Pushing Boundaries

November 11, 2010

Lemon was not easy yesterday.

First, she spent the afternoon texting me (while I was at work) to beg for money.

I will be fair.  I owe her money.

I haven’t given her allowance this month.


Her father sent her a birthday gift in the form of a $50 check, and I … deposited it.  And never gave her the cash.

Which was really fine.  Because she wanted a new (replacement) iPod, and she wanted some boots (after I already bought her boots) and she wanted lots of other things that would come out of her budget, but were my responsibility to purchase.

All to say – she wasn’t demanding the money in a bratty way.

It eventually came out that the reason for the $$ demands was that she wanted to go to the mall.


The mall?

It may very well be the case that when I was 14, the mall was a common destination.

But it’s also the case that I raise my kids better than that.

We hate the mall.

It gives us HEADACHES.

It makes us CRANKY.

We prefer the internet.

We don’t “go shopping.”

Sometimes, we “have to go shopping.”  Maybe we go to second hand stores.  Maybe we find awesome boutiques where they have (or might have) the perfect thing.

But shopping isn’t a pastime.

So … the mall?

And I guess that’s where my attention was focused.  On the “ick” factor.

So when WD wrote and said, “did you know they plan to take the T?”  I was a little surprised.

See, they could have been taking the T to MY mall. And I probably would have balked a little less.

But no.

They chose a mall in the suburbs.

Well, not really.

But not a mall where there’s exactly a T stop.

You get off at the stop, and you sort of have to walk down a road that doesn’t have a sidewalk, and where cars go pretty fast, and then you have to sort of trespass over some shrubs and into the parking lot of the mall, and then you have to walk WAY across the mall parking lot to a department store entrance.  AND – the last time I did it, it was snowy out.  So in my mind, it’s even more horrible.

And it’s pretty perplexing to me that she had this idea.

Because the rule has always been that she could take the T, and she could go into Boston (but not OUT of the urban area?) — before dark.  Home by dark.

But this was “we’ll leave home at 6:30 and will be home between 9:30 and 10.”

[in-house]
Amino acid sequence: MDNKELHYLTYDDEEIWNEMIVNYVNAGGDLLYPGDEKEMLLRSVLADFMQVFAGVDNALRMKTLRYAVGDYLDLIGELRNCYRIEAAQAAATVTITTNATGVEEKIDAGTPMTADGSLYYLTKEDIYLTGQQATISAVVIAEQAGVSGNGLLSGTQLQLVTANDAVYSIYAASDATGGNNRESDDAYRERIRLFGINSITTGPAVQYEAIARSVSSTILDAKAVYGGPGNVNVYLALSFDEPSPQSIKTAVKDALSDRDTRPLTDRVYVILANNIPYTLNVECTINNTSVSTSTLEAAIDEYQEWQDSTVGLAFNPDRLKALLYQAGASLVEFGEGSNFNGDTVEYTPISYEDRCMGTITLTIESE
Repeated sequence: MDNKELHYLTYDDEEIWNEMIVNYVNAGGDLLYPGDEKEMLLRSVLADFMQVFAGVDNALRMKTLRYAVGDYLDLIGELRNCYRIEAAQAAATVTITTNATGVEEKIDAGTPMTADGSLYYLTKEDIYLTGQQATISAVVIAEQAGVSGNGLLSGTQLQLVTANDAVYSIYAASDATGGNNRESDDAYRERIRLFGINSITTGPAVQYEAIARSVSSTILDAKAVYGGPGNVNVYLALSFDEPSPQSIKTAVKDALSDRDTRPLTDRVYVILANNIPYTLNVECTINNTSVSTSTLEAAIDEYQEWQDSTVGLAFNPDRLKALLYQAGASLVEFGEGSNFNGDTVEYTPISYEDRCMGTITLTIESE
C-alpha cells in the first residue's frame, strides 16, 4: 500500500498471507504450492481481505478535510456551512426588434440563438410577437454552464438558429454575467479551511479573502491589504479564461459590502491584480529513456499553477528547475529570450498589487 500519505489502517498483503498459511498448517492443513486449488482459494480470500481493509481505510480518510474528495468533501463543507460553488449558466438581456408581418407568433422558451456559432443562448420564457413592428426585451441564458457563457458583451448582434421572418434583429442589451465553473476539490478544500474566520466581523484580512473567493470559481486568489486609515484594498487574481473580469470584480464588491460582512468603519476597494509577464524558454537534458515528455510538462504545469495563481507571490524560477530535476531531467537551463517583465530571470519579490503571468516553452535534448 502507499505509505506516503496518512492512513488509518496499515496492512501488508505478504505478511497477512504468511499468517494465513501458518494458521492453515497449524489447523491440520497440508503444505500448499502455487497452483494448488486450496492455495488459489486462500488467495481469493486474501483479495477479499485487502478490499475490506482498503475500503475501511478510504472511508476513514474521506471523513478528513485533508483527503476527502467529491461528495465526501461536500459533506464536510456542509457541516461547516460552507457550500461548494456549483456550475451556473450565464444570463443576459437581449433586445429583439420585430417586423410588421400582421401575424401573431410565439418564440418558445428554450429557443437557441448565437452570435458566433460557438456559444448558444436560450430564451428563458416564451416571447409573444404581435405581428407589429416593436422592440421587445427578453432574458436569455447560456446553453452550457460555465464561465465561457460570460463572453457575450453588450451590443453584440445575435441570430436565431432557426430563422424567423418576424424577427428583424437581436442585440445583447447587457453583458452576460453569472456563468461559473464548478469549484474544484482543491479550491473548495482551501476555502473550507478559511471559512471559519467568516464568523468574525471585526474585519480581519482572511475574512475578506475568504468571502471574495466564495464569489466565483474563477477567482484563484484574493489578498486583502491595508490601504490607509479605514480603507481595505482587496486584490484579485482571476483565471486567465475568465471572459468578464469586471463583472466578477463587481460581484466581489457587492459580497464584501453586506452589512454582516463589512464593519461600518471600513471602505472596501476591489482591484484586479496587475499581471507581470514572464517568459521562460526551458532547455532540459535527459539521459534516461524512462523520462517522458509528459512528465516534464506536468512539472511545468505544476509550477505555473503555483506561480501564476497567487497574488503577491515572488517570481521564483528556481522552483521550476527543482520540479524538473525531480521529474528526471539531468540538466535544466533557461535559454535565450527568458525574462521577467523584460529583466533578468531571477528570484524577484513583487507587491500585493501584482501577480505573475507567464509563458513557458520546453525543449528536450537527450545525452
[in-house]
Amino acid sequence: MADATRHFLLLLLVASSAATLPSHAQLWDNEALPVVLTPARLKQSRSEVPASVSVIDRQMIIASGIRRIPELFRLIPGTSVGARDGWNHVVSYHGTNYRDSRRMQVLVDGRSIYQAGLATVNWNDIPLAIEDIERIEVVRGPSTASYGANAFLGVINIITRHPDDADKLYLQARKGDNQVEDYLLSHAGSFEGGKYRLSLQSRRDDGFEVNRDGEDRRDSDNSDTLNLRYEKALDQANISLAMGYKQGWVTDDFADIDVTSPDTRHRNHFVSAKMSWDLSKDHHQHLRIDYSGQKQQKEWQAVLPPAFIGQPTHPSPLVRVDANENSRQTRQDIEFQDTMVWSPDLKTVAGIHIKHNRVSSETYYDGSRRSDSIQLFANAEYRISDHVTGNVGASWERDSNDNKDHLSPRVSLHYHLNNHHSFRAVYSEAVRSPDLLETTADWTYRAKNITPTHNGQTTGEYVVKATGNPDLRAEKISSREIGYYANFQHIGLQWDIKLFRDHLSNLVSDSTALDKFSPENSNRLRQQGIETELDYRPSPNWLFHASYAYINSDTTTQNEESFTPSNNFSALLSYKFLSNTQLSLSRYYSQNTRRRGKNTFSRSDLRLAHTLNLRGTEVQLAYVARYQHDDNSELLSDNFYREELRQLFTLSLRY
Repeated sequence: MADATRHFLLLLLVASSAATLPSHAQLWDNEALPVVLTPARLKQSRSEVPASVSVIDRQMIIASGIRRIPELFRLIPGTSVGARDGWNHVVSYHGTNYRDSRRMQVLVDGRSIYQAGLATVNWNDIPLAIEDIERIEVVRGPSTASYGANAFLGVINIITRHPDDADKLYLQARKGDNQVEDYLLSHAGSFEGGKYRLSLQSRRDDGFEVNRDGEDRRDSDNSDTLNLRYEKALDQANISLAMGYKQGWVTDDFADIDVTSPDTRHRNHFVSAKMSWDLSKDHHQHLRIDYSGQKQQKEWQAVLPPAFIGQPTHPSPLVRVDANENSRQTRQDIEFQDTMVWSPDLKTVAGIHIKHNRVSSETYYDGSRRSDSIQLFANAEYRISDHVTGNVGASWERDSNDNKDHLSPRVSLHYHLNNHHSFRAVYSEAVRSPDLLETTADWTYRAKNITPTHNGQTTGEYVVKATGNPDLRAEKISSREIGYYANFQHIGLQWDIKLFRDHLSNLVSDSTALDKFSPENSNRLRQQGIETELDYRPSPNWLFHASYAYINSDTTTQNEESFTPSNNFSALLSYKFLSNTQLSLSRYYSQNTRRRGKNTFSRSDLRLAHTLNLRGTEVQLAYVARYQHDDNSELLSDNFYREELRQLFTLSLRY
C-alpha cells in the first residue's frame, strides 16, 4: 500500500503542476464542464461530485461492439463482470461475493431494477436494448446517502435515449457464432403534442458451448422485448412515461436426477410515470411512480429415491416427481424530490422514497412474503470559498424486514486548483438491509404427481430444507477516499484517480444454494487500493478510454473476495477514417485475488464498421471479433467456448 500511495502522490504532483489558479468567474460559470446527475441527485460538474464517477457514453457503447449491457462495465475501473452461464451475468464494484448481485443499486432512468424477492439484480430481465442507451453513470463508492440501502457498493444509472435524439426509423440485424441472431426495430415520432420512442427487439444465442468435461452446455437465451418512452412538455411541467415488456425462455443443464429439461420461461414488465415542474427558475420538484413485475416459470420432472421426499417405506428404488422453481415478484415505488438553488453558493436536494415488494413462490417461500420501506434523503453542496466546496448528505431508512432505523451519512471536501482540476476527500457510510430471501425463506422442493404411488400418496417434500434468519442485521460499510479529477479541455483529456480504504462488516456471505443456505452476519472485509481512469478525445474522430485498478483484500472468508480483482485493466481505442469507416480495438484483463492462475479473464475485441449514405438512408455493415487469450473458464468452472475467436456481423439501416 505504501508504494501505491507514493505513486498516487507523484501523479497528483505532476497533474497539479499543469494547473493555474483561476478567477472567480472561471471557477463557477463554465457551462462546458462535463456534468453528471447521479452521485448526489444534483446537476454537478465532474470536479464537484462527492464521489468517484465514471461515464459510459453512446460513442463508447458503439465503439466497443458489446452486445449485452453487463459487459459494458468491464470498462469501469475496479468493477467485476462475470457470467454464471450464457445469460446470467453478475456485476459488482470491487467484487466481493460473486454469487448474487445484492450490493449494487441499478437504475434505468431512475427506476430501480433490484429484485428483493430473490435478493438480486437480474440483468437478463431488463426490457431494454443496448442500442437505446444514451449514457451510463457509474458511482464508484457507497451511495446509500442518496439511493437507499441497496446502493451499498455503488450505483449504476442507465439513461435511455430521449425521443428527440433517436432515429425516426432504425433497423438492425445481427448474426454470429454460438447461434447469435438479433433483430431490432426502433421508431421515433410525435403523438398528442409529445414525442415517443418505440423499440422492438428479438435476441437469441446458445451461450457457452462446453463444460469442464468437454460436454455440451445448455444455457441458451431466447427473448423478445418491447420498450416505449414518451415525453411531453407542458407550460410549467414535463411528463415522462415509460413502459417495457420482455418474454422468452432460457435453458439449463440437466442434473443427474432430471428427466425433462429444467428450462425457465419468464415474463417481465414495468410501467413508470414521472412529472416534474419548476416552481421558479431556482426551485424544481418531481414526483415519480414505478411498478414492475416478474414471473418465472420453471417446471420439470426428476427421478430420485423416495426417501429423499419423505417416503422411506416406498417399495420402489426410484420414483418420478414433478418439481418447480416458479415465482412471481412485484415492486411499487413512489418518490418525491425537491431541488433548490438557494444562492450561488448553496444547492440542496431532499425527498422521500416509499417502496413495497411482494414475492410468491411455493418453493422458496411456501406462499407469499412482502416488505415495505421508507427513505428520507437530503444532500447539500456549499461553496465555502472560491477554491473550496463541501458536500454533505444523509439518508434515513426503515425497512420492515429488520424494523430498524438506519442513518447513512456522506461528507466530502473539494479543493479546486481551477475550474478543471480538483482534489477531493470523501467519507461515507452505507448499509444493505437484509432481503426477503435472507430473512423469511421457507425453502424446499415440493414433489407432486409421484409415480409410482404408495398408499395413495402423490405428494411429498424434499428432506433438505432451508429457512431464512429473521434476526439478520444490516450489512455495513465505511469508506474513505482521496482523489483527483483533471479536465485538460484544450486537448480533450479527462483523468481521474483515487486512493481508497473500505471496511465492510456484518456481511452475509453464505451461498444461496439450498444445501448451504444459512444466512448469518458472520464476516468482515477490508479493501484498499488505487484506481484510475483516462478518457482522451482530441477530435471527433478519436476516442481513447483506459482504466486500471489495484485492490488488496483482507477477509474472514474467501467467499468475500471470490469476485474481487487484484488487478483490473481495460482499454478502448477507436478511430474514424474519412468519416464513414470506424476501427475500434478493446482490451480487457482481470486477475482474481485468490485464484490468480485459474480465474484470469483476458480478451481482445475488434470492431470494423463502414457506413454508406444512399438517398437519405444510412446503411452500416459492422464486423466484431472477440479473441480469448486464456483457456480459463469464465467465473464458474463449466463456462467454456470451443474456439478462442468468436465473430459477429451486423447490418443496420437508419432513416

It’s dark now at 4:30.  Or at least — dark enough.

WD and I were both perplexed.

We spoke on the phone: “what is going on?”

and “What should we do?”

Soon, texts and IMs were frustratingly slow, and we had to call each other to quickly convey the perplexment and frustration.

Then we fought over who would call her and tell her.

But he won (sort of — I dictated the conversation).

And he called her.

And told her he’d give them a ride.

Wimping out?

I don’t know.  We felt pretty good about it.  Other parents committed to taking them home, and so it felt like we made our mark – we made our line in the cement, and we were good.

But then at 9:30 – she texted AGAIN.

We thought – when we heard the “brring – brring” of the text – that it was going to be “oh, that other parent can’t come get us – you have to!”

We were wrong.

Instead, it was: “Almost home, but we want to watch a movie at ____’s house. Okay?”

But … that would start at 10.

And I know that it wasn’t a school night (thank you, Veteran’s Day, for making my life different than that of my children’s lives).  I know that.  And I know she’s “14 YEARS OLD!”

I also know that any house in which she watches movies, parents live in.  And for the 9th graders I know, 90% of the parents work.  And they work full time.  And so that means they DO have to get up before noon.

And  I said no.

I said no because neither WD or I wanted to stay up* that late, and I assumed neither did the parents in the house that Lemon was proposing that they watch movies in.  Who wants to stay up that late?  No one.

But man, was she upset.

“You don’t remember what it’s like to be a teenager!  Didn’t YOU want to spend time with your friends!!!??”

Dude.  I WANT to spend time with my friends now.  Today.  There are tons of things that people want all the time.  Things they can have, and most things that they can’t.  I remember, sure.

Geez.  One day, I’d like to give her a more thorough explanation of what it was like to be raised by parents who believed that I should not be friends with people who did not believe that Jesus was their personal lord and savior.  And how much I wanted, and how much I didn’t get, until I found a way to get more than what I wanted, because of how little I was allowed to have.**

Eventually, the fit subsided.  And she settled in with us, and spent an hour or so as a happy member of the family.  By the time she went to bed, the blow up was forgotten.

But it’s not lost on me that the boundaries are being pushed.  The curfew (which has never before been later than 11), the distance (never outside our semi-small town) — they’re being stretched and tested.

It was a first, but definitely not a last.

* Actually – we were fine with being *awake* that late.  But not kid-oriented.  We had decided that we were going to have sex that night.  No, really.  We’d put it off for days and days because of work and kids and kittens and work, and we wanted to have sex. Finally.

** In all honesty, I think I’ve already told her much of that.  Not always on purpose.  She was in … 5th grade?  Maybe 6th. When she overheard me telling a friend how ridiculously young I was when I engaged in Rebellious Sex.  She was so offended.  That I hadn’t previously explained the WHY of my teenage years of grounding.  I’d told her I was grounded all the time, but hadn’t connected the dots.  (Because … hello?  5th grade?)  She was angry with me for a year.  A full year.


One comment

  1. i loved this post and the last one about meeting parents of classmates. insight into what i’m in for, far sooner than i’d like to think about…

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